Photocatalytic oxidation using UV irradiation of TiO(2) has been studied extensively and has many potential industrial applications, including the degradation of recalcitrant contaminants in water and wastewater treatment. A limiting factor in the oxidation process is the recombination of conduction band electrons (e(-)(cb)) with electron holes (h(vb)(+)) on the irradiated TiO(2) surface; thus, in aqueous conditions, the presence of an effective electron scavenger will be beneficial to the efficiency of the oxidation process. Ferrate (FeO(4)(2-)) has received much recent attention as a water treatment chemical since it behaves simultaneously as an oxidant and coagulant. The combination of ferrate [Fe(VI)] with UV/TiO(2) photocatalysis offers an oxidation synergism arising from the Fe(VI) scavenging of e(-)(cb) and the corresponding beneficial formation of Fe(V) from the Fe(VI) reduction. This paper reviews recent studies concerning the photocatalytic oxidation of problematic pollutants with and without ferrate.
The paper reviews the published results of laboratory experiments designed to follow the photocatalytic degradation of selected contaminants of environmental significance and the influence of the experimental conditions (e.g. pH, reactant concentrations and dissolved oxygen). The specific compounds are as follows: ammonia, cyanate, formic acid, bisphenol-A, dibutyl- and dimethyl-phthalate and microcystin-LR. The principal focus in these studies has been on the rates of reaction rather than on reaction pathways and products.
The presence of UV/TiO(2) accelerates the chemical reduction of ferrate, and the reduction rate decreases with pH owing to deprotonation of ferrate ion. For all the selected contaminant substances, the photocatalytic oxidation rate was greater in the presence of ferrate, and this was believed to be synergistic rather than additive. The presence of dissolved oxygen in solution reduced the degradation rate of dimethyl phthalate in the ferrate/photocatalysis system. In the study of microcystin-LR, it was evident that an optimal ferrate concentration exists, whereby higher Fe(VI) concentrations above the optimum leads to a reduction in microcystin-LR degradation. In addition, the rate of microcystin-LR degradation was found to be strongly dependent on pH and was greatest at pH 6.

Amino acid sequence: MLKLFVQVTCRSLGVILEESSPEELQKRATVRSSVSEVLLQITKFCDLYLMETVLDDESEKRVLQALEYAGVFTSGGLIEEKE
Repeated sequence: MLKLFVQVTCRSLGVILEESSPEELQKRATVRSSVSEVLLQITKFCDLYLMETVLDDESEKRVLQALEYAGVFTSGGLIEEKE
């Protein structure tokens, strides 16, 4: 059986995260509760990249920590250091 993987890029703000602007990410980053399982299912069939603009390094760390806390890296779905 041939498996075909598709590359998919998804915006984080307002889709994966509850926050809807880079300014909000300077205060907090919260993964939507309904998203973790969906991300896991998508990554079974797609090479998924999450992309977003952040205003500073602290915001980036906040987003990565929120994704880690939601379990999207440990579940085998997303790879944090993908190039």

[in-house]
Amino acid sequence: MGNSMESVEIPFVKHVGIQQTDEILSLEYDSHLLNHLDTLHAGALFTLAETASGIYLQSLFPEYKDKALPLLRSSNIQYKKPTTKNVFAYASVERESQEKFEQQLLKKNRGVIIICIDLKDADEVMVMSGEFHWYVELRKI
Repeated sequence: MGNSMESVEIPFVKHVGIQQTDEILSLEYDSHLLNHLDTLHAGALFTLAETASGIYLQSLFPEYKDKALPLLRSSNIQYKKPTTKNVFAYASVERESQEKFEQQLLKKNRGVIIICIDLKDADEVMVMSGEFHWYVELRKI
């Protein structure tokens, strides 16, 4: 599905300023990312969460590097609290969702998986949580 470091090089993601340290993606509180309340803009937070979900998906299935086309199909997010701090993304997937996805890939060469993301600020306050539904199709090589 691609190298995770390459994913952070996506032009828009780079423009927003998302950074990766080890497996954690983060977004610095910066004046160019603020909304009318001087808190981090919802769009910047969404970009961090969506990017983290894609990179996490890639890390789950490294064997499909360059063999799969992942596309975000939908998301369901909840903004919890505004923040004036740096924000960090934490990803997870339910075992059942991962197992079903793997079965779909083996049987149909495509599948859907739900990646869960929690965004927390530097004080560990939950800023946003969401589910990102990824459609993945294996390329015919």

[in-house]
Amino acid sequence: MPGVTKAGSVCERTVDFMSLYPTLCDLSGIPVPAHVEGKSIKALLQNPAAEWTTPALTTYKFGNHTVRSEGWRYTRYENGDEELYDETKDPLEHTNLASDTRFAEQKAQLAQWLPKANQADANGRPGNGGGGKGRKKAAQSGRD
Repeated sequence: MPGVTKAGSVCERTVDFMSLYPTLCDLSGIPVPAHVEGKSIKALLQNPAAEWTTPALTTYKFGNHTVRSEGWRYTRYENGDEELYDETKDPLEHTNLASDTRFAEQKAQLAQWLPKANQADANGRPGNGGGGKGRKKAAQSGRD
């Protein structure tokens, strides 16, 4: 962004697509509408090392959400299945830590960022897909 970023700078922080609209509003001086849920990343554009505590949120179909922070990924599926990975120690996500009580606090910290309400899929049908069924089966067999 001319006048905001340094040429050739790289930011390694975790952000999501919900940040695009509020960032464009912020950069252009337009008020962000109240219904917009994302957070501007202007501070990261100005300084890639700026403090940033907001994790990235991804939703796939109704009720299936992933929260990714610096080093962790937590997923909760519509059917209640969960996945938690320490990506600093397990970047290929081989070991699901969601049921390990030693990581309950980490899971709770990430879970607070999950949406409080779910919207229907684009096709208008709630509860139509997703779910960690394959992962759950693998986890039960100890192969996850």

The initial rate of photocatalytic reduction under different conditions was analysed using a Langmuirian form. Decrease in rates in the presence of dissolved oxygen may be due to competition between oxygen and ferrate as electron scavengers and to non-productive radical species interactions. The reaction between ferrate(VI) and microcystins-LR in the pH range of 6.0-10.0 is most likely controlled by the protonated Fe(VI) species, HFeO(4)(-).
The photocatalytic oxidation of selected, recalcitrant contaminants was found to be significantly greater in the presence of ferrate, arising from the role of ferrate in inhibiting the h(vb)(+)-e(-)(cb) pair recombination on TiO(2) surfaces and the corresponding generation of highly oxidative Fe(V) species. The performance of the ferrate/photocatalysis system is strongly influenced by the reaction conditions, particularly the pH and dissolved oxygen concentration, arising from the complex nature of the interactions between the catalyst and the solution. Overall, the treatment performance of the Fe(VI)-TiO(2)-UV system is generally superior to alternative chemical oxidation methods.
The formation of intermediate Fe(V) species in the photocatalytic reduction of ferrate(VI) requires confirmation, and a method involving electron paramagnetic resonance spectroscopy could be applied for this. The reactivity of Fe(V) with the selected contaminants is required in order to better understand the role of ferrate in the Fe(VI)-TiO(2)-UV oxidation system. To increase the practical utility of the system, it is recommended that future studies involving the photocatalytic oxidation of pollutants in the presence of ferrate(VI) should focus on developing modified TiO(2) surfaces that are photocatalytic under visible light conditions.